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May 1999

Henry "Red" Allen
The Henry Allen Collection, Vol. 6
Collector's Classics

Roy Eldridge generally gets credit for being the link between traditional jazz and bop, but while the admittedly great Eldridge was the major influence on Dizzy Gillespie, he was not the first trumpeter to use a "saxophone style," i.e., to employ more complex lines and more legato phrasing than the typical New Orleans or Chicago style trumpeter. Among those who recorded using this style before Eldridge were Reuben Reeves, Jabbo Smith and Henry "Red" Allen. The way Allen ran chord changes and double-timed on his 1935 recording of "Body and Soul" was an excellent example of saxophone-style trumpet and forecast Coleman Hawkins' more famous 1939 version of it. Allens' searing work was notable for its harmonic daring, which even Eldridge couldn't handle; he accused Allen of playing "wrong notes." Not only was Allen ahead of his time, he continued to evolve into the 1940s, as his work here demonstrates.

There are four sessions included, one apiece from 1941 and '44 and two from '46. Trombonist J.C. Higgenbotham appears on all and the other front-line player is clarinetist Ed Hall (1941) or alto sax player Don Stovall (1944,'46). The '41 tracks are typically hot Allen fare, but in '44 more modern influences appear. "Red Jump" is a boppish theme which uses the "Salt Peanuts" triplet during the bridge. It's quite an interesting date. Some of the tracks on it were not issued when cut and have subsequently been ignored. "The Theme," a six-minute selection, has nicely constructed solos by Allen and Higgenbotham, who take advantage of its length to play in a thoughtful, unhurried way. "Just a Feeling" features Stovall's pretty alto all the way. The eight 1946 cuts contain some novelty material and pretty good Allen vocals. The highlights are solos by Allen and Stovall, who exhibit bop influences while maintaining their originality. Allen articulates crisply, demonstrates good chops and swings with smoothness and power. Stovall integrates ideas from Charlie Parker into his solos.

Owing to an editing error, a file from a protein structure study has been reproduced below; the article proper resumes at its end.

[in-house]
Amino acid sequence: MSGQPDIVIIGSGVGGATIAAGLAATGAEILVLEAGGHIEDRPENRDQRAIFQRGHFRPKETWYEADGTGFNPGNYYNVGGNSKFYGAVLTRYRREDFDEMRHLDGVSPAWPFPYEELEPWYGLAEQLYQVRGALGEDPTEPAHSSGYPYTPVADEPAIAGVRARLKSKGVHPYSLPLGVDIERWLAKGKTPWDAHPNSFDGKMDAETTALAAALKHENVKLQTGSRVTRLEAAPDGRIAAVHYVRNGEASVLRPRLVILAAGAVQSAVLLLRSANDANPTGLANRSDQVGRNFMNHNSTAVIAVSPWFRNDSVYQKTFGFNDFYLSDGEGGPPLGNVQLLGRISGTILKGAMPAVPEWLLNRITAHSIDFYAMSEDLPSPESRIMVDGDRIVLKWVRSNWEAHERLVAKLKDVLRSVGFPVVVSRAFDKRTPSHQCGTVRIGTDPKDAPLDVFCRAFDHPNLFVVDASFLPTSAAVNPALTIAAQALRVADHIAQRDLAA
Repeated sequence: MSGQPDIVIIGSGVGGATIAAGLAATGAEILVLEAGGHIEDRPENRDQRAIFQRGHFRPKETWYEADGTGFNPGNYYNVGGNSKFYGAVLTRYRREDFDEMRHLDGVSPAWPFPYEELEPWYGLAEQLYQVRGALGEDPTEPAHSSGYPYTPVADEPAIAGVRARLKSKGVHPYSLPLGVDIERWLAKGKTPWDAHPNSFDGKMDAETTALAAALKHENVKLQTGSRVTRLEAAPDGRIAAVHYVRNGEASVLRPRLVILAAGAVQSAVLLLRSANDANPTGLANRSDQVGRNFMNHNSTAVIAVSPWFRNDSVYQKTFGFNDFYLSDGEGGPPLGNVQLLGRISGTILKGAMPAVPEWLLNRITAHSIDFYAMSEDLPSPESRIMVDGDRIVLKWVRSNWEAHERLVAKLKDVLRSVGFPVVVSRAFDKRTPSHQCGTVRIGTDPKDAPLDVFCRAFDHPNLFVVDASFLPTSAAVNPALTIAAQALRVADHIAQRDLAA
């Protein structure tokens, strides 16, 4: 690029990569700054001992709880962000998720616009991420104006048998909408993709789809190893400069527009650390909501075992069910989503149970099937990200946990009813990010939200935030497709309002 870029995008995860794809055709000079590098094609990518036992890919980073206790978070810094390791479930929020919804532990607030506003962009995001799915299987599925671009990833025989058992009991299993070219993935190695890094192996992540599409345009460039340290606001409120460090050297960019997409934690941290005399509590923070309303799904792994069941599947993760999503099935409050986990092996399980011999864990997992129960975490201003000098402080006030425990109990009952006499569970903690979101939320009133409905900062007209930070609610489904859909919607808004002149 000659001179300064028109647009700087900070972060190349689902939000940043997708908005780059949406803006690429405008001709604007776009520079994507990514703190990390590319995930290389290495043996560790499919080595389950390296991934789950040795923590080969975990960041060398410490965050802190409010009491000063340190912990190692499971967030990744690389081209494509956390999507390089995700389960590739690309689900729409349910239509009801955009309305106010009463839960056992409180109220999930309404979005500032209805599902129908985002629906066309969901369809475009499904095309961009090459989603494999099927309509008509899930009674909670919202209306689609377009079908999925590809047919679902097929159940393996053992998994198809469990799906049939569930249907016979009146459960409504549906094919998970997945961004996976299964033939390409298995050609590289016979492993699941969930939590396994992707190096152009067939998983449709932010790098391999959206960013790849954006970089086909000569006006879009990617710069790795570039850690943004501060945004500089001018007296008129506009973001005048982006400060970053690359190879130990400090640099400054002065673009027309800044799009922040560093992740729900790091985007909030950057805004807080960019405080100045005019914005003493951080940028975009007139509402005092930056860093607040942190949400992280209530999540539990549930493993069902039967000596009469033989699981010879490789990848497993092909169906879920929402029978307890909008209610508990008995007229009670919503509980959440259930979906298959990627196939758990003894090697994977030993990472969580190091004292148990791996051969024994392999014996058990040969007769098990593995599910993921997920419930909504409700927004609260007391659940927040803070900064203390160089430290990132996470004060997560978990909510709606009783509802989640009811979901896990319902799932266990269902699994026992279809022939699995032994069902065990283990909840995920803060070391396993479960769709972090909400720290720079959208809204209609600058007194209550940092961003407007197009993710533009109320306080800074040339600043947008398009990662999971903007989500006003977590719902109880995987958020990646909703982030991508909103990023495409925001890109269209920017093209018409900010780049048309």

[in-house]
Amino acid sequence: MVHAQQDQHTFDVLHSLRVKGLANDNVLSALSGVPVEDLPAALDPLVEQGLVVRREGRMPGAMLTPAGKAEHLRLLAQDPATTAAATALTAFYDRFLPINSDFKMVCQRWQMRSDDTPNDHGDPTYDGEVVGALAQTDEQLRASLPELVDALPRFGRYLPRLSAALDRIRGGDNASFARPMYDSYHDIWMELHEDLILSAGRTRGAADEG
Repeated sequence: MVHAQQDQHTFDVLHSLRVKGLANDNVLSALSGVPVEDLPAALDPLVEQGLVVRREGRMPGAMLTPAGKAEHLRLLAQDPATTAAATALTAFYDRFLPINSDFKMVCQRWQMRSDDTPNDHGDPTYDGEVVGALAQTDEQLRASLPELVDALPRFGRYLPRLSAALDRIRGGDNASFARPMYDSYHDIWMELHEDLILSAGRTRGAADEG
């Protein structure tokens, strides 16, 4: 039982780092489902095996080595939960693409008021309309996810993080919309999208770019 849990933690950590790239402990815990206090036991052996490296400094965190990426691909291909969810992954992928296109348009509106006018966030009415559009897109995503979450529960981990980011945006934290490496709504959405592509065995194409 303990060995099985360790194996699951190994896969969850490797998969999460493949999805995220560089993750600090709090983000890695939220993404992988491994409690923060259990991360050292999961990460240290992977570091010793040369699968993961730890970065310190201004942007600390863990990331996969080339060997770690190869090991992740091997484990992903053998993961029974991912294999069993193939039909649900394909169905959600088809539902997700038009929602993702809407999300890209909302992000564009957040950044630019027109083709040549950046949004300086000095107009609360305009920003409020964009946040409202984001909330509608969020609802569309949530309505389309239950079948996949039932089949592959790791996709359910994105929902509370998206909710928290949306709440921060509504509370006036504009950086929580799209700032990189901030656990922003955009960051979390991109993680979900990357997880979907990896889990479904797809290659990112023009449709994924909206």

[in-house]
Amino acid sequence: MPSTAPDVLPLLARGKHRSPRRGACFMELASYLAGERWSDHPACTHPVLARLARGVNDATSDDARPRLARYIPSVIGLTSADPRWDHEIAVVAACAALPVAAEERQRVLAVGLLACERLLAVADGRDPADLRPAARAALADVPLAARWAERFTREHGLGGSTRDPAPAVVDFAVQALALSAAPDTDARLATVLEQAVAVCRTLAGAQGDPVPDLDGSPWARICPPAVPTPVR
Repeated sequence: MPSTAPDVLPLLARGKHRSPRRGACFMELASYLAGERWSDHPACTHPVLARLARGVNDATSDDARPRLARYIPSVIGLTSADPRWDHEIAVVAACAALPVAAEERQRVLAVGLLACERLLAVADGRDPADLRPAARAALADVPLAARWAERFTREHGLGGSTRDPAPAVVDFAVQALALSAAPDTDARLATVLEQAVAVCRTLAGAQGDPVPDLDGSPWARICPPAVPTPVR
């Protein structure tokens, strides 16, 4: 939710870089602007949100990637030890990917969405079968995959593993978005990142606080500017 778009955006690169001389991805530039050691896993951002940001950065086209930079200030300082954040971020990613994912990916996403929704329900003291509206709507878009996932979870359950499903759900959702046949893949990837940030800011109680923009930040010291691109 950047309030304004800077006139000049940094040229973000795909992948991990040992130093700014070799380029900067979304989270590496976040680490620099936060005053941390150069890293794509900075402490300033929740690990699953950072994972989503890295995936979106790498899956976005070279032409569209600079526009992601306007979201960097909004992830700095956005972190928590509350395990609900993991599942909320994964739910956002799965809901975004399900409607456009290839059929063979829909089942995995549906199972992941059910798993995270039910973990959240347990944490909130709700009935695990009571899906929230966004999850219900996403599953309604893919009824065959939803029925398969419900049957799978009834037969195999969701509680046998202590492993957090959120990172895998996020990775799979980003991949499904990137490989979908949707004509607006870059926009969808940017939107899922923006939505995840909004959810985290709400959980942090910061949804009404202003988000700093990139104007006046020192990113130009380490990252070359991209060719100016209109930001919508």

Originally published in May 1999
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